Body horror made by Shudder: Coming just in time for Halloween THE BEACH HOUSE a nightmare that takes place in a confined space in the cinemas, which seems doubly oppressive given the current pandemic situation. We’ll reveal in our review whether this automatically makes the film good.
OT: The Beach House (USA 2019)
Teen couple Emily (Liana Liberato) and Randall (Noah Le Gros) want to spend a romantic vacation at Randall’s father’s beach house. The idyllic, remote location seems perfectly suited for this. But shortly after their arrival, the two realize that they are not alone in the house. The Turners, a couple who are friends of Randall’s father, have already moved into the holiday home. Despite the age difference, the four get along brilliantly and spend a joyful evening together. The next day everyone suffers from the effects of the previous evening – or is it more than that? There’s something in the water, the Turners are acting absolutely strange, and slimy cocoons are appearing on the beach. Could it be that everything had to do with the glowing fog that had settled over the landscape in the evening? What Emily and Randall initially thought was a natural phenomenon seems to go far beyond that…
After the Corona crisis had thrown the international cinema landscape into disarray, some film distributors tried to outwit the crisis. Optionally with film release postponements to the VOD sector, after 2021 or with a spontaneous theatrical release of the catastrophe thriller “Pandemic”, which was released in Asia in 2013 and is about the fact that a deadly epidemic is spreading. Because if films like “Contagion” are booming on streaming platforms, then this concept can also work in the cinema. That would at least be an understandable reason why the independent distributor Koch Films decided at short notice to bring the body horror film “The Beach House”, which was actually designed for the genre streaming service “Shudder”, to USA cinemas. “The Beach House” is also about an invisible threat that first makes people very sick and then kills them. But here – despite all the sandy beach idyll – things are a little more monstrous.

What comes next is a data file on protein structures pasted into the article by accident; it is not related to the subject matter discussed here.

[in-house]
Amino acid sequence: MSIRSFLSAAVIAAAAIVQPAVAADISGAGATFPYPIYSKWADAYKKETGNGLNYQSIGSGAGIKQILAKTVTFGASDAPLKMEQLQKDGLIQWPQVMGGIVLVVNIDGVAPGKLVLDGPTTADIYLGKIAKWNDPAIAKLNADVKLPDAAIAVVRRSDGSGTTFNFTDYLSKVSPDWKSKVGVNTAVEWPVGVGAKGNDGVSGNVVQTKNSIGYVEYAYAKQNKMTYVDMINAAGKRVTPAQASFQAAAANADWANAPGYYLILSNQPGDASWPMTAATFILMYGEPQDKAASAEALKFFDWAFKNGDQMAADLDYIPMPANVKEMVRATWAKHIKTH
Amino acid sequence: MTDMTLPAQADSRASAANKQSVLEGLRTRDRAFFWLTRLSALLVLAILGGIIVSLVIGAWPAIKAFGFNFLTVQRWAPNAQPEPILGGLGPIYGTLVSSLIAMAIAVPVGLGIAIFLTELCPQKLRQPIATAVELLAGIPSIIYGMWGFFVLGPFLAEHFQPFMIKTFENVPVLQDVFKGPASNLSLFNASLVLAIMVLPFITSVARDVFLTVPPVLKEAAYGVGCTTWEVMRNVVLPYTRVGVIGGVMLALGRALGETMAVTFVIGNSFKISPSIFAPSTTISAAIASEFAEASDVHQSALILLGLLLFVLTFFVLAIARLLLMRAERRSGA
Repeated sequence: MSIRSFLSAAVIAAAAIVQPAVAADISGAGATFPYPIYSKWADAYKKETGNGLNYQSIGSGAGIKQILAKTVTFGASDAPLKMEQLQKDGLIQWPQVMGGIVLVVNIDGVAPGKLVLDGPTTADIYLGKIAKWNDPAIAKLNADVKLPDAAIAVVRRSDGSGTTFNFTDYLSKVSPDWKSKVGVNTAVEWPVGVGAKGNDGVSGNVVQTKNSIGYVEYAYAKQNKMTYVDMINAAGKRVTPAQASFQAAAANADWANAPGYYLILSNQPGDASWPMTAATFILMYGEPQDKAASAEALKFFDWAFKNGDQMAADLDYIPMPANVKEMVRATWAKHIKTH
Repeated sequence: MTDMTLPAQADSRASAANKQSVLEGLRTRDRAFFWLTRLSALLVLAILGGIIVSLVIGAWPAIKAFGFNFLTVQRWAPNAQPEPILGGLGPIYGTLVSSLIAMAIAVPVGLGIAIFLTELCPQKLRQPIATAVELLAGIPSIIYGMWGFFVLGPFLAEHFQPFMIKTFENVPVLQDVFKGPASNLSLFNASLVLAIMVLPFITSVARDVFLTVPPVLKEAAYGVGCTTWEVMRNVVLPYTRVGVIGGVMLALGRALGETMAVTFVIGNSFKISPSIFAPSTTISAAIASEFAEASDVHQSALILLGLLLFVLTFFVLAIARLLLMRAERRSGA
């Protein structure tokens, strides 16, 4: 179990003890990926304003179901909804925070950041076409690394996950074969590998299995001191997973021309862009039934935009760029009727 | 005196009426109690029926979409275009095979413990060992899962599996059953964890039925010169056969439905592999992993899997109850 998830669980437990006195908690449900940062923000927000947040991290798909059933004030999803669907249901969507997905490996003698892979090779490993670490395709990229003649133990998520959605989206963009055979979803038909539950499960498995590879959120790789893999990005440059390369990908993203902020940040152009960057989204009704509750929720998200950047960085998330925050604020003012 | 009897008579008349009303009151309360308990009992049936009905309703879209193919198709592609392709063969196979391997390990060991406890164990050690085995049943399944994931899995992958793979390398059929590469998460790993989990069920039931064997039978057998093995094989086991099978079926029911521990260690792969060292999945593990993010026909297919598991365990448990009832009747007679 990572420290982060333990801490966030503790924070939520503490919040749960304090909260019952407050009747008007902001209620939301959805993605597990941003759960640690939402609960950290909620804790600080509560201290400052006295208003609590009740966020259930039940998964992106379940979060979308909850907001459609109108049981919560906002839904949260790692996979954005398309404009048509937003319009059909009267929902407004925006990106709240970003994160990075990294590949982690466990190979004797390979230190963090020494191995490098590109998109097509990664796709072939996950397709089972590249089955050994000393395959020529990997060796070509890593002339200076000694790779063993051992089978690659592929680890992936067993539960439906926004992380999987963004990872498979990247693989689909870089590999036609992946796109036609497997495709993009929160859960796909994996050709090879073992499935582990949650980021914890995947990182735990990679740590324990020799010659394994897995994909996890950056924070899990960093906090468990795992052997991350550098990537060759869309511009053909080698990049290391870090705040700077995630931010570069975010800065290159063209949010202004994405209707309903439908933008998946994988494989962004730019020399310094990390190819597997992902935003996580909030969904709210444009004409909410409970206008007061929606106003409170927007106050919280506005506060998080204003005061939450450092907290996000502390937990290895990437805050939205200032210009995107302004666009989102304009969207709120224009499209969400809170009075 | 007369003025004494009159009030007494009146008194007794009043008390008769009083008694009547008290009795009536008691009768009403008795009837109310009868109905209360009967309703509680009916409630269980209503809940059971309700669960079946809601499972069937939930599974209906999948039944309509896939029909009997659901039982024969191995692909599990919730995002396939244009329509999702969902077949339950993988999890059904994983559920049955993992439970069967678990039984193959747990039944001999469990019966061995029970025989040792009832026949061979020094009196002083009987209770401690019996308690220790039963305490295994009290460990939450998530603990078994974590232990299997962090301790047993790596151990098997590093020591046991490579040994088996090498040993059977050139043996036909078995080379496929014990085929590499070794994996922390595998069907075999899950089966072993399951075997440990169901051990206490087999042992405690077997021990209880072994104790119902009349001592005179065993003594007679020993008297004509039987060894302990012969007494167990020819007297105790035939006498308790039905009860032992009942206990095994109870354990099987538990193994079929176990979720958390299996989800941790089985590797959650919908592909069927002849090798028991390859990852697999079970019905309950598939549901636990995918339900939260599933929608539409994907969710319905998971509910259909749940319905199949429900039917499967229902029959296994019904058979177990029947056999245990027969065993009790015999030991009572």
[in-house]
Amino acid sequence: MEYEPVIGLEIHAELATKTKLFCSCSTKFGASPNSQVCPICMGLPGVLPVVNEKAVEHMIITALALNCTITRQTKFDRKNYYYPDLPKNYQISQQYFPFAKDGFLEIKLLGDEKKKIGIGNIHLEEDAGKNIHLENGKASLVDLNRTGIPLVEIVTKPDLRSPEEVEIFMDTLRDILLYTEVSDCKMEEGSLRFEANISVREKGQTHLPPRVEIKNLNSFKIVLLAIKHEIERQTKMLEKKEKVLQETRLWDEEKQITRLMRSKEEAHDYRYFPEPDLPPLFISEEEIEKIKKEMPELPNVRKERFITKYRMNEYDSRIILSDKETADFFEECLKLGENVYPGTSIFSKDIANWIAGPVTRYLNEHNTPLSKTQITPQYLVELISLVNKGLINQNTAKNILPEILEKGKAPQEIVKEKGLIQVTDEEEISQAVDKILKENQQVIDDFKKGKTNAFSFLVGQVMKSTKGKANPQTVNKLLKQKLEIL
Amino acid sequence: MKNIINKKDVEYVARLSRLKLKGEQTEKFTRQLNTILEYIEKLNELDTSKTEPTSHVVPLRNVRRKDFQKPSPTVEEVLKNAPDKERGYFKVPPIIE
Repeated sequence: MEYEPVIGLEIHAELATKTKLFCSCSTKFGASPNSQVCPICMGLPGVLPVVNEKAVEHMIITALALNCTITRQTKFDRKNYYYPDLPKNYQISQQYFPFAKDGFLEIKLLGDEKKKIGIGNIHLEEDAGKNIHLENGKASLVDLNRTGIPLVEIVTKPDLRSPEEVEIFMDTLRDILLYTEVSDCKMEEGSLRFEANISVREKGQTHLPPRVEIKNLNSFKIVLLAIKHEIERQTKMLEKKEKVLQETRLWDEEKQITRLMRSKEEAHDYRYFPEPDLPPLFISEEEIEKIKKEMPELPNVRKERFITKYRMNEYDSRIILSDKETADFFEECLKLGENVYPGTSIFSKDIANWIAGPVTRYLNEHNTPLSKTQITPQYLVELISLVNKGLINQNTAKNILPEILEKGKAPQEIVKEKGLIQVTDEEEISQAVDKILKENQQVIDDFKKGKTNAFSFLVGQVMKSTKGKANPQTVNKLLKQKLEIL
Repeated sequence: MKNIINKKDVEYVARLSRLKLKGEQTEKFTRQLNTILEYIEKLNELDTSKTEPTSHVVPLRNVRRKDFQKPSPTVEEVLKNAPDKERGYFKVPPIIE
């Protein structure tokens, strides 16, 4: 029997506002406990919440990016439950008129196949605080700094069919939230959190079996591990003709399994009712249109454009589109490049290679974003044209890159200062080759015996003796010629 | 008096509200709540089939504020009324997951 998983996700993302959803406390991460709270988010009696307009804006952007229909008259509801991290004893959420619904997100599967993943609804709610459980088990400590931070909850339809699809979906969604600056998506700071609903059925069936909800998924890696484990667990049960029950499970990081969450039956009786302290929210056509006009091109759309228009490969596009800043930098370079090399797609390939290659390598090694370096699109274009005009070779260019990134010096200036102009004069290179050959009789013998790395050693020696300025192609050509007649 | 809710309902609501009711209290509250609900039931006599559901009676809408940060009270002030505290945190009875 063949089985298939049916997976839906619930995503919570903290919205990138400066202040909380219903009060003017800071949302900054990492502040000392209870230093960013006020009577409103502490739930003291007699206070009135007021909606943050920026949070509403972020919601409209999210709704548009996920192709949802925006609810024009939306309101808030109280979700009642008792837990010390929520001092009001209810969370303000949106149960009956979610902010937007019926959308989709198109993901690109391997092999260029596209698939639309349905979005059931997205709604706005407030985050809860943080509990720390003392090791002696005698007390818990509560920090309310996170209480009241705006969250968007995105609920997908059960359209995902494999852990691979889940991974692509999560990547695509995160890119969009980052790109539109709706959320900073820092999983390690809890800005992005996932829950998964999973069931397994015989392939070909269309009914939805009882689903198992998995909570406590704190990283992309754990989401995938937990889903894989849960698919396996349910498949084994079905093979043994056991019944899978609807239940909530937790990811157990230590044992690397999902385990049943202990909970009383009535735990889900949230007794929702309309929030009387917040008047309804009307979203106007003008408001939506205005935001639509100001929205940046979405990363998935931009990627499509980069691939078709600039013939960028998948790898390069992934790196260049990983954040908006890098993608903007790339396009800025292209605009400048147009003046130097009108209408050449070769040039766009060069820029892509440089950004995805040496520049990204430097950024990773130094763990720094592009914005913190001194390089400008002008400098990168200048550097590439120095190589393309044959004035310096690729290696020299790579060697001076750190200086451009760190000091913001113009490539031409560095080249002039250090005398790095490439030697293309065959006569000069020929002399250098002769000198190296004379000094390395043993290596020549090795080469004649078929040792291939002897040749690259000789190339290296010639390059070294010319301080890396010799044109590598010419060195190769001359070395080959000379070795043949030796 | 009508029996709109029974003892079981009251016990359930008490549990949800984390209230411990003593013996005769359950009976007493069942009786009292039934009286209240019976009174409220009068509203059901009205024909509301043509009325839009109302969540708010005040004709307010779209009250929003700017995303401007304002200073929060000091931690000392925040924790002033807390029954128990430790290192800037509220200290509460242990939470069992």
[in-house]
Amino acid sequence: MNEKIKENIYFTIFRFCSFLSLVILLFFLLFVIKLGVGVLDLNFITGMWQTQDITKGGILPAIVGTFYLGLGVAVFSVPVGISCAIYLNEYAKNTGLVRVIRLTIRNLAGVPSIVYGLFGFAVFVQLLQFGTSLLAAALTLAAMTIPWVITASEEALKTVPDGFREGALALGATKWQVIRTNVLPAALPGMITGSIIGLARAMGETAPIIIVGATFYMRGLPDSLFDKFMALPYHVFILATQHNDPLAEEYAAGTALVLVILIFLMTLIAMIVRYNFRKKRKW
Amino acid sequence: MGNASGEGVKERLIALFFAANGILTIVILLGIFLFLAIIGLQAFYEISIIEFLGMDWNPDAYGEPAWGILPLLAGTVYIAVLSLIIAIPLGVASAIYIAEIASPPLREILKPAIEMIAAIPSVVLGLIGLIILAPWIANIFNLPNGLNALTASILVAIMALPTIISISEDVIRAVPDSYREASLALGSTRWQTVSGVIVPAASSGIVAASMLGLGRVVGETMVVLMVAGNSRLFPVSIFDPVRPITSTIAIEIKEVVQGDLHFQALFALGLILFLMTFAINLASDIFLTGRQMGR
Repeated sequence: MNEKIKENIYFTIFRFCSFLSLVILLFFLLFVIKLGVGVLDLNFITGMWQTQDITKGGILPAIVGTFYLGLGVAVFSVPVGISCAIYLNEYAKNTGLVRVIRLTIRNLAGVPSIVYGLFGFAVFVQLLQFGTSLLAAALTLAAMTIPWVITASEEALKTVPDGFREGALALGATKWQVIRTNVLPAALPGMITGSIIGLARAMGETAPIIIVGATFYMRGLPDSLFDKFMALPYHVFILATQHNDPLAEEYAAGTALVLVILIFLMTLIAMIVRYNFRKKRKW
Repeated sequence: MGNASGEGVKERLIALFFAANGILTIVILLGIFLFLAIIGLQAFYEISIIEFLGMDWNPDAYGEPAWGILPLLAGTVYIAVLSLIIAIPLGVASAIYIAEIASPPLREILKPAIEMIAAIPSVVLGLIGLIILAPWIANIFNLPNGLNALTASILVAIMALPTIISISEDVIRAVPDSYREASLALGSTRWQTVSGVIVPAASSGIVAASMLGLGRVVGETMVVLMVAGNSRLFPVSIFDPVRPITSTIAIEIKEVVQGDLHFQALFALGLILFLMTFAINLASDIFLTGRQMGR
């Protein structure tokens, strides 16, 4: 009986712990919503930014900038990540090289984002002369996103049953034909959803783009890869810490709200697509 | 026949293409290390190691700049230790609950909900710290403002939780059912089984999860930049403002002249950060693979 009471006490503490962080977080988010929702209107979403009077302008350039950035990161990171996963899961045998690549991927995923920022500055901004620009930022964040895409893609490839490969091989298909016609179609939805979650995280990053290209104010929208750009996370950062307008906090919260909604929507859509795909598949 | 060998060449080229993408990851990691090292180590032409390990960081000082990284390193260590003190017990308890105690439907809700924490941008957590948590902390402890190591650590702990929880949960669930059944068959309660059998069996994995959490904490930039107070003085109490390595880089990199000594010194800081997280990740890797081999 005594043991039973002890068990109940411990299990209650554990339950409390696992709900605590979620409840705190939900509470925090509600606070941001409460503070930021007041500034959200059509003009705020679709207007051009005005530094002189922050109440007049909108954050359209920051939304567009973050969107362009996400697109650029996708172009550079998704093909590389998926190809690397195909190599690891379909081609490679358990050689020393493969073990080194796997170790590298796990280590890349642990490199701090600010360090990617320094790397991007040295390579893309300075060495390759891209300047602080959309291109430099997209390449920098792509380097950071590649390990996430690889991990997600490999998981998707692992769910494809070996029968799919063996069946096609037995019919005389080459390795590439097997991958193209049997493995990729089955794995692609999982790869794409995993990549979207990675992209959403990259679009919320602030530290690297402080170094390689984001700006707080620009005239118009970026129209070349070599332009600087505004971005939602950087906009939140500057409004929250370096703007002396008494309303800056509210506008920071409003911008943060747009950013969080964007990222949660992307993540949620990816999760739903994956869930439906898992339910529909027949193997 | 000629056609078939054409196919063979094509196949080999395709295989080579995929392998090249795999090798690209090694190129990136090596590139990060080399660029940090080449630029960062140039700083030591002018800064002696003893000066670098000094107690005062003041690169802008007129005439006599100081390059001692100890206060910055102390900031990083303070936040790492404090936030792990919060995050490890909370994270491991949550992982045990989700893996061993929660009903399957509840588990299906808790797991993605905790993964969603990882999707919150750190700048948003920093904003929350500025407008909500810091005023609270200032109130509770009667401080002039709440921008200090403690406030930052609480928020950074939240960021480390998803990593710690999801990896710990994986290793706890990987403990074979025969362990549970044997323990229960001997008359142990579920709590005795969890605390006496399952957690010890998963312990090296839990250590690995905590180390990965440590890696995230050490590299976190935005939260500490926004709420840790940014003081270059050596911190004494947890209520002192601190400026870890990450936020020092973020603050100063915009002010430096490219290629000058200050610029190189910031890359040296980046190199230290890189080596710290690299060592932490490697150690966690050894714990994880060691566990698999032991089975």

Emily (Liana Liberato) and Randall (Noah Le Gros) face an invisible threat.
Director and screenwriter Jeffrey A. Brown presents his feature film debut with “The Beach House” after directing two short films. The filmmaker previously worked as a location scout for many years and helped productions as diverse as “The Wolf of Wall Street”, “Non-Stop” and “The Dead Don’t Die” create their set pieces. Brown also demonstrated a keen eye for an appealing filming environment in the case of “The Beach House”. If you’re honest, the only reason the film stands out from the crowd of plague and body horror films is because it has a unique visual selling point with the deserted, pearly white sandy beach as its backdrop. In front of the panorama of this beautiful holiday backdrop, the horror of slime and spit can really unfold. It almost seems like a culture clash when the two couples, who actually just want to enjoy a few quiet vacation days, suddenly find themselves confronted with a threat that is initially difficult for them, as well as for the viewer, to grasp. Everything begins with disturbances in perception. Finally, numerous jellyfish-like animals flood the otherwise deserted beach. And at the latest, when the initially saturated colors become paler and paler over time, it becomes clear that something is really not right here.